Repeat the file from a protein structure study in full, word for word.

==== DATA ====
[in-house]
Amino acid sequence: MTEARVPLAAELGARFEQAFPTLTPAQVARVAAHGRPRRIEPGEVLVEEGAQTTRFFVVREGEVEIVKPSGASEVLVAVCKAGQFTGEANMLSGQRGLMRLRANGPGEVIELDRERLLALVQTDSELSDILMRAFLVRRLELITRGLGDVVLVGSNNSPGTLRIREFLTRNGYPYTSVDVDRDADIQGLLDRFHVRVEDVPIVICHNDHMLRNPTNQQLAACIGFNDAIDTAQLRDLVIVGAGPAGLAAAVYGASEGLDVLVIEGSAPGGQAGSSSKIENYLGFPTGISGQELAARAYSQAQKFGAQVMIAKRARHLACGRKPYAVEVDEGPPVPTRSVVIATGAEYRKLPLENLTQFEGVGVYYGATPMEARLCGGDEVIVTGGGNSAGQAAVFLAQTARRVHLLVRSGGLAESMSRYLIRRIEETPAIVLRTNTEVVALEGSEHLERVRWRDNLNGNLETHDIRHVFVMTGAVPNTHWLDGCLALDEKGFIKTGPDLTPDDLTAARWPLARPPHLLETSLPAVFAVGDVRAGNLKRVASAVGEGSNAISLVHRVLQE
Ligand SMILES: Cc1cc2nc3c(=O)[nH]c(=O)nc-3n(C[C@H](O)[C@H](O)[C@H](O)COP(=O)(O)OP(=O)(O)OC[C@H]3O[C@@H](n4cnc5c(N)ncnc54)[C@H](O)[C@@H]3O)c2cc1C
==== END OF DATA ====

[in-house]
Amino acid sequence: MTEARVPLAAELGARFEQAFPTLTPAQVARVAAHGRPRRIEPGEVLVEEGAQTTRFFVVREGEVEIVKPSGASEVLVAVCKAGQFTGEANMLSGQRGLMRLRANGPGEVIELDRERLLALVQTDSELSDILMRAFLVRRLELITRGLGDVVLVGSNNSPGTLRIREFLTRNGYPYTSVDVDRDADIQGLLDRFHVRVEDVPIVICHNDHMLRNPTNQQLAACIGFNDAIDTAQLRDLVIVGAGPAGLAAAVYGASEGLDVLVIEGSAPGGQAGSSSKIENYLGFPTGISGQELAARAYSQAQKFGAQVMIAKRARHLACGRKPYAVEVDEGPPVPTRSVVIATGAEYRKLPLENLTQFEGVGVYYGATPMEARLCGGDEVIVTGGGNSAGQAAVFLAQTARRVHLLVRSGGLAESMSRYLIRRIEETPAIVLRTNTEVVALEGSEHLERVRWRDNLNGNLETHDIRHVFVMTGAVPNTHWLDGCLALDEKGFIKTGPDLTPDDLTAARWPLARPPHLLETSLPAVFAVGDVRAGNLKRVASAVGEGSNAISLVHRVLQE
Ligand SMILES: Cc1cc2nc3c(=O)[nH]c(=O)nc-3n(C[C@H](O)[C@H](O)[C@H](O)COP(=O)(O)OP(=O)(O)OC[C@H]3O[C@@H](n4cnc5c(N)ncnc54)[C@H](O)[C@@H]3O)c2cc1C